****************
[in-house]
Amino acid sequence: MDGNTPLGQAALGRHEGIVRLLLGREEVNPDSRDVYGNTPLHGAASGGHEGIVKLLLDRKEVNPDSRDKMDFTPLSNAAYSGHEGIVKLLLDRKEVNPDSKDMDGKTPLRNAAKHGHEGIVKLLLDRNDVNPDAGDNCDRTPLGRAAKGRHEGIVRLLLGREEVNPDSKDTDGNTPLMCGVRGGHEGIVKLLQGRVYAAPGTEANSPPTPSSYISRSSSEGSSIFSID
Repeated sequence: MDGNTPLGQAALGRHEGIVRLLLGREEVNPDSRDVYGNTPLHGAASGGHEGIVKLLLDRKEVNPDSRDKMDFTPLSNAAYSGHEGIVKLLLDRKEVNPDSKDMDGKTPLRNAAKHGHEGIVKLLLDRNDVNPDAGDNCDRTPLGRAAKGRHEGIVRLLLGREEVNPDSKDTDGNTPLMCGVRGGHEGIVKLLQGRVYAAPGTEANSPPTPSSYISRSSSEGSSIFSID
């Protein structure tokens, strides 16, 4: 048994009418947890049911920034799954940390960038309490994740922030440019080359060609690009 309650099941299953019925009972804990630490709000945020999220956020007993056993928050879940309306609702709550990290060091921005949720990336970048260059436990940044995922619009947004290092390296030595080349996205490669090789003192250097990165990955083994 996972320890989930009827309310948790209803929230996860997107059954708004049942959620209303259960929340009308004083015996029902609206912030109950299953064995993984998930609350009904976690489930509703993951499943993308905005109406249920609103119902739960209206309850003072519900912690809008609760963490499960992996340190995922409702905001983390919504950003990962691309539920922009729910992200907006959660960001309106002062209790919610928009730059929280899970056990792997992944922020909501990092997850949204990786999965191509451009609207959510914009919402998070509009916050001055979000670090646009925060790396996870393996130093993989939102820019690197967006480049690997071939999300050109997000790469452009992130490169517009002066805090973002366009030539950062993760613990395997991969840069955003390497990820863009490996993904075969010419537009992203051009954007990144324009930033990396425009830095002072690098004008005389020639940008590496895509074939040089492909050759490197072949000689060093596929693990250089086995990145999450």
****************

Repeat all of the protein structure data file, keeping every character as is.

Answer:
[in-house]
Amino acid sequence: MDGNTPLGQAALGRHEGIVRLLLGREEVNPDSRDVYGNTPLHGAASGGHEGIVKLLLDRKEVNPDSRDKMDFTPLSNAAYSGHEGIVKLLLDRKEVNPDSKDMDGKTPLRNAAKHGHEGIVKLLLDRNDVNPDAGDNCDRTPLGRAAKGRHEGIVRLLLGREEVNPDSKDTDGNTPLMCGVRGGHEGIVKLLQGRVYAAPGTEANSPPTPSSYISRSSSEGSSIFSID
Repeated sequence: MDGNTPLGQAALGRHEGIVRLLLGREEVNPDSRDVYGNTPLHGAASGGHEGIVKLLLDRKEVNPDSRDKMDFTPLSNAAYSGHEGIVKLLLDRKEVNPDSKDMDGKTPLRNAAKHGHEGIVKLLLDRNDVNPDAGDNCDRTPLGRAAKGRHEGIVRLLLGREEVNPDSKDTDGNTPLMCGVRGGHEGIVKLLQGRVYAAPGTEANSPPTPSSYISRSSSEGSSIFSID
């Protein structure tokens, strides 16, 4: 048994009418947890049911920034799954940390960038309490994740922030440019080359060609690009 309650099941299953019925009972804990630490709000945020999220956020007993056993928050879940309306609702709550990290060091921005949720990336970048260059436990940044995922619009947004290092390296030595080349996205490669090789003192250097990165990955083994 996972320890989930009827309310948790209803929230996860997107059954708004049942959620209303259960929340009308004083015996029902609206912030109950299953064995993984998930609350009904976690489930509703993951499943993308905005109406249920609103119902739960209206309850003072519900912690809008609760963490499960992996340190995922409702905001983390919504950003990962691309539920922009729910992200907006959660960001309106002062209790919610928009730059929280899970056990792997992944922020909501990092997850949204990786999965191509451009609207959510914009919402998070509009916050001055979000670090646009925060790396996870393996130093993989939102820019690197967006480049690997071939999300050109997000790469452009992130490169517009002066805090973002366009030539950062993760613990395997991969840069955003390497990820863009490996993904075969010419537009992203051009954007990144324009930033990396425009830095002072690098004008005389020639940008590496895509074939040089492909050759490197072949000689060093596929693990250089086995990145999450």